Karbonn is an up and coming Android device manufacturer from India, and it has released the Karbonn Titanium Octane Plus, successor of their last device the Karbonn Titanium Octane.
Physically, the Karbonn Titanium Octane Plus is a rather massive device made to take on the 5” greats like the Sony Z1 and Galaxy S5. It comes packed with a 1.7 GHz octa-core processor, 2 GB of RAM and a Mali-450-mp4 graphics processor. All these components give it a shot at the big guns of the mobile flagship world.
Following in the suit of up and coming manufactures from China, Karbon have included in their package, a hands-free set, a USB data cable, a screen guard and charger.
They included a pair of earphones that have a design that is quite similar to that of the old iPhone earphones that came with the iPhone 4. The earphones reproduce treble decently however, I found their bass wanting.
The Karbonn Titanium Octane Plus has a gloss back made from a rubbery plastic which is quite flexible and gives a premium feel to the device. However the premium feel is marred by the glossy finish that was used, the glossy finish makes the phone a fingerprint magnet.
At the top of the front of the phone sits an 8 MP front facing camera. On the left side in the traditional fashion is the volume rocker, on the right the power button. The bottom of the phone has hardware touch keys, which I found poorly lit.
|Dimensions||147.3 x 72.6 x 7.6 mm|
|Display Type||IPS LCD capacitive touchscreen, 16M colours|
|Size||1080 x 1920 pixels, 5.0 inches (~441 ppi pixel density)|
|Card slot||microSD, up to 32 GB|
|Internal||16 GB, 2GB Ram|
|WLAN||Wi-Fi 802.11 b/g/n|
|USB||Yes, microUSB v2.0|
|Camera||16 MP primary, 3456 x 4608 pixels, autofocus, LED flash, 8MP secondary|
|Features||Geo-tagging, touch focus, face and smile detection, panorama|
|OS||Android OS, v4.4.2 (Kitkat)|
|CPU||Octa-core 1.7 GHz cortex-A7|
|Sensors||Accelerometer, gyro, proximity, compass|
The Karbonn Titanium Octane Plus has a 16 MP camera which should theoretically have good images, however my experience with the Karbon Titanium Octane Plus camera was anything extraordinary.
I found the images were rather grainy or noisy. People looking to use this phone primarily for photography will probably not be impressed with its performance. The camera does at least provide the opportunity to take both widescreen images and regular 4:3 ratio images. Video Recording Performance was also blurry sometimes, with quite a bit of noise.
The display on the Karbonn Titanium Octane Plus is its best feature. It has great viewing angles and good colour reproduction. The screen is a 5” IPS capacitive touch screen with a native resolution of 1920×1080.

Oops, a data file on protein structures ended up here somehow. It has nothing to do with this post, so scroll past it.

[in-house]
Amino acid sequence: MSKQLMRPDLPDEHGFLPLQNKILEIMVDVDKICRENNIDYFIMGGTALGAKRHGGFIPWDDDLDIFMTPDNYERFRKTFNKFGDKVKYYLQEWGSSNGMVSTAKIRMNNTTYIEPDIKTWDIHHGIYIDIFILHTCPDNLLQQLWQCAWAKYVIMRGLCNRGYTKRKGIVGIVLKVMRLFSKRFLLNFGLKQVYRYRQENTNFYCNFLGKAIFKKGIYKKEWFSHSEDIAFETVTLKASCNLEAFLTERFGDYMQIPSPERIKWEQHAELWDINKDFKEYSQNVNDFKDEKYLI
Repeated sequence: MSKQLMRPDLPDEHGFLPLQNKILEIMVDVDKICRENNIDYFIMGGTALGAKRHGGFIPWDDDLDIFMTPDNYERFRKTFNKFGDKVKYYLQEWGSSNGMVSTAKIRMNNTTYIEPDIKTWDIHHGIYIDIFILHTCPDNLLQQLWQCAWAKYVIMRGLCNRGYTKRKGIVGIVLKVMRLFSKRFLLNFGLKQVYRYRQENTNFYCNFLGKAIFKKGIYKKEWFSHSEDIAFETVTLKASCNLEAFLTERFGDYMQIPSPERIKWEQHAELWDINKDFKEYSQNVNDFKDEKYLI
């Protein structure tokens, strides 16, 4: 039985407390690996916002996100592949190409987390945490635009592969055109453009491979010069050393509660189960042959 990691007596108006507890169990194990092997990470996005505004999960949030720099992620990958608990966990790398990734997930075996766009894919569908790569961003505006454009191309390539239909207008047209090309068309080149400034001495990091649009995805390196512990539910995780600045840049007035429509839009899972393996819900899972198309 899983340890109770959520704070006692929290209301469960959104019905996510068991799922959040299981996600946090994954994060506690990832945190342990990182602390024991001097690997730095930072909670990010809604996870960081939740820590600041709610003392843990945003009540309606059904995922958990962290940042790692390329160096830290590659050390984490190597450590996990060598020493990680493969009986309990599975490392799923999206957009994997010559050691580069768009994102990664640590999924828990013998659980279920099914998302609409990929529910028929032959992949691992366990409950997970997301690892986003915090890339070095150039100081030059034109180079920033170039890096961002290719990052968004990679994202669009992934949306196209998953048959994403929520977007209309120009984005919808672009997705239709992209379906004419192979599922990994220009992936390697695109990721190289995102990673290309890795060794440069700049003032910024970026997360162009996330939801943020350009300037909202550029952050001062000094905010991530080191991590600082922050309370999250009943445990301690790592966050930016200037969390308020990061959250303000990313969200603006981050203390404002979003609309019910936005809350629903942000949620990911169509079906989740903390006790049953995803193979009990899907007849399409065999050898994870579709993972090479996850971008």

This gives it approximately 441ppi pixel density, meaning images on this screen are quite crisp. Screen brightness under indoor light was good. However, in direct sunlight the screen legibility is poor even with the brightness set at maximum.
The user interface is a stock, non-skinned version of Android Kitkat 4.4.2, reducing the load on the system that would normally come with third party skinning. The performance on the Karbonn Titanium Octane Plus was good multitasking between the apps rather well.
There were moments however when the phone would have unexpected lag and seem to be unresponsive, I would put that as possible software glitches on this review sample.
Antutu, Vellamo and 3Dmark benchmarks were used. The results were decent, closer to the Galaxy S4 on some, however running 3Dmark at native resolution gave some noticeable lag sometimes to unplayable frame rates.
Gallery media players
The gallery app is the standard gallery app that comes with Kitkat offering standard gallery features. The same can be said for the music app, which has the standard features.
The media players and gallery do not by default show the content on the Karbonn Titanium Octane Plus. Instead one needs to direct the apps to the internal content. The media players lack extra features that would make them stand out, making them feel lacklustre.
The battery on the Karbonn Titanium Octane Plus is a 2000 mH affair, which at best would give about 16 hrs of use before needing to be connected to a charger. However heavy use like gaming would drastically reduce that time to about 8 hrs.
The reason for the poor performance is the powerful processor and large display which the relatively small battery has a hard time keeping up with. Had Karbonn brought the battery to at least 2600 mAh as on the Galaxy S4, it would have been a worthy adversary for the better endowed and higher priced rivals.
There has been included in the settings section, an option to limit the processor and reduce heat levels and save battery. An option I believe defeats the idea of having an all-powerful phone.
My first impressions on the device were that it would be a major contender for established manufacturers out there. However these thoughts were quickly dismissed by the short comings I found the phone to have.
Among them the grainy camera, and the lack of software features to make the phone stand out. The hardware included should by rights pack a big punch, except the manufacturers opted to give the phone a weak battery which struggles to feed the power hungry processor and screen.
The asking price for the phone has been pegged at $449 which is fair but could have been made less if the phone is to compete against established brands.